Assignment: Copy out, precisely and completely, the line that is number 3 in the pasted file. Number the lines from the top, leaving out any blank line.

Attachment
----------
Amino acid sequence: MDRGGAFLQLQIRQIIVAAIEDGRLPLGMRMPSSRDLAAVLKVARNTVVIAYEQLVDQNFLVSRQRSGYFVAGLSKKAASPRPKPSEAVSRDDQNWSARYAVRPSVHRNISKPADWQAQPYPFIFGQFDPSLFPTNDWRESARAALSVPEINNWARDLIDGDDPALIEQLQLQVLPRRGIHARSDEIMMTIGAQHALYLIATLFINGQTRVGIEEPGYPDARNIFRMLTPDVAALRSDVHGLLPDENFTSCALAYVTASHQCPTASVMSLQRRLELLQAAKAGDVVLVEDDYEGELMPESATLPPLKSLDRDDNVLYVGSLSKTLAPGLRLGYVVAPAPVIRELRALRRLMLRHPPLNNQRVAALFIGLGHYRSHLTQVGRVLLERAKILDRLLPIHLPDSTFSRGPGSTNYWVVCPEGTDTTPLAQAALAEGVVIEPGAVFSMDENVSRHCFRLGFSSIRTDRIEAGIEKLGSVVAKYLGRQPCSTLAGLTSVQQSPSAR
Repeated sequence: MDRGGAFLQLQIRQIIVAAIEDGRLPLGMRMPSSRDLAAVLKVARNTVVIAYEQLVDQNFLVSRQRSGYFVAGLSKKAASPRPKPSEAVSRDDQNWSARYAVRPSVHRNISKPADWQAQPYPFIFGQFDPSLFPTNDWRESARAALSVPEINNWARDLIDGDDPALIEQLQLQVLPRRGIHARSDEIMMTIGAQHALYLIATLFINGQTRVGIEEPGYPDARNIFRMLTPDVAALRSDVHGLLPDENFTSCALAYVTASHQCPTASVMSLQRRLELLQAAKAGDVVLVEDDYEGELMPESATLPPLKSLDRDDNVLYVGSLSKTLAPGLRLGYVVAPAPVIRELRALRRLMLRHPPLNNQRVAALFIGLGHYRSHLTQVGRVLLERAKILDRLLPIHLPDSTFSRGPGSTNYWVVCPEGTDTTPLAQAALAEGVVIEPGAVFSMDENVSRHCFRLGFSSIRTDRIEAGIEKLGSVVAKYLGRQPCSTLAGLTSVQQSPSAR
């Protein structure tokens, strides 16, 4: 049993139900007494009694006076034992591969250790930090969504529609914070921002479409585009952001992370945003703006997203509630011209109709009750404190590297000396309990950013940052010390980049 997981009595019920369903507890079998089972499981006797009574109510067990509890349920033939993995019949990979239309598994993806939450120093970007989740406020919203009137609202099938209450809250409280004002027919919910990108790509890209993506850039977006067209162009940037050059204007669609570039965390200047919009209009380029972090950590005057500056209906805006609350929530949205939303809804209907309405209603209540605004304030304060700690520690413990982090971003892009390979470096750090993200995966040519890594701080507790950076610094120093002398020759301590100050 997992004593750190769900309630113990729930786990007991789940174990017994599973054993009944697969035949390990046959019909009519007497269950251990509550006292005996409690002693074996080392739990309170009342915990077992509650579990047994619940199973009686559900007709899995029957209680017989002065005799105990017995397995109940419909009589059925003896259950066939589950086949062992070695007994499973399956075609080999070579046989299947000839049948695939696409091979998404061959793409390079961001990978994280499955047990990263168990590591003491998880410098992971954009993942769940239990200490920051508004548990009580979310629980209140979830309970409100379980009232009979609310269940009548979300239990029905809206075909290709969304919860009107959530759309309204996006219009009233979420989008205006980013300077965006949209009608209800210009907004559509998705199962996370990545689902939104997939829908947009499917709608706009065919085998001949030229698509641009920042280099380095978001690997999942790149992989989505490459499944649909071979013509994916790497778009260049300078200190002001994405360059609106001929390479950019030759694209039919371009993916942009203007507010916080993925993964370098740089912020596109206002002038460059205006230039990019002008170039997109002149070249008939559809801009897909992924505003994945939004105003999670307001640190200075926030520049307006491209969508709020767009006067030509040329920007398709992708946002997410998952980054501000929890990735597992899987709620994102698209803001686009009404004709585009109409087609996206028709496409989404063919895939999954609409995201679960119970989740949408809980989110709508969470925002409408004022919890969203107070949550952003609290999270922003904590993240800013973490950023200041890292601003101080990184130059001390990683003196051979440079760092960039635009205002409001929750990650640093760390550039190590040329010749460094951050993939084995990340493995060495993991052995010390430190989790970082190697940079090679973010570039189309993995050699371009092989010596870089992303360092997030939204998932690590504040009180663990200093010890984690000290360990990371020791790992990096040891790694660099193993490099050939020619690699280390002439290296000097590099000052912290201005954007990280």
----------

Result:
């Protein structure tokens, strides 16, 4: 049993139900007494009694006076034992591969250790930090969504529609914070921002479409585009952001992370945003703006997203509630011209109709009750404190590297000396309990950013940052010390980049 997981009595019920369903507890079998089972499981006797009574109510067990509890349920033939993995019949990979239309598994993806939450120093970007989740406020919203009137609202099938209450809250409280004002027919919910990108790509890209993506850039977006067209162009940037050059204007669609570039965390200047919009209009380029972090950590005057500056209906805006609350929530949205939303809804209907309405209603209540605004304030304060700690520690413990982090971003892009390979470096750090993200995966040519890594701080507790950076610094120093002398020759301590100050 997992004593750190769900309630113990729930786990007991789940174990017994599973054993009944697969035949390990046959019909009519007497269950251990509550006292005996409690002693074996080392739990309170009342915990077992509650579990047994619940199973009686559900007709899995029957209680017989002065005799105990017995397995109940419909009589059925003896259950066939589950086949062992070695007994499973399956075609080999070579046989299947000839049948695939696409091979998404061959793409390079961001990978994280499955047990990263168990590591003491998880410098992971954009993942769940239990200490920051508004548990009580979310629980209140979830309970409100379980009232009979609310269940009548979300239990029905809206075909290709969304919860009107959530759309309204996006219009009233979420989008205006980013300077965006949209009608209800210009907004559509998705199962996370990545689902939104997939829908947009499917709608706009065919085998001949030229698509641009920042280099380095978001690997999942790149992989989505490459499944649909071979013509994916790497778009260049300078200190002001994405360059609106001929390479950019030759694209039919371009993916942009203007507010916080993925993964370098740089912020596109206002002038460059205006230039990019002008170039997109002149070249008939559809801009897909992924505003994945939004105003999670307001640190200075926030520049307006491209969508709020767009006067030509040329920007398709992708946002997410998952980054501000929890990735597992899987709620994102698209803001686009009404004709585009109409087609996206028709496409989404063919895939999954609409995201679960119970989740949408809980989110709508969470925002409408004022919890969203107070949550952003609290999270922003904590993240800013973490950023200041890292601003101080990184130059001390990683003196051979440079760092960039635009205002409001929750990650640093760390550039190590040329010749460094951050993939084995990340493995060495993991052995010390430190989790970082190697940079090679973010570039189309993995050699371009092989010596870089992303360092997030939204998932690590504040009180663990200093010890984690000290360990990371020791790992990096040891790694660099193993490099050939020619690699280390002439290296000097590099000052912290201005954007990280």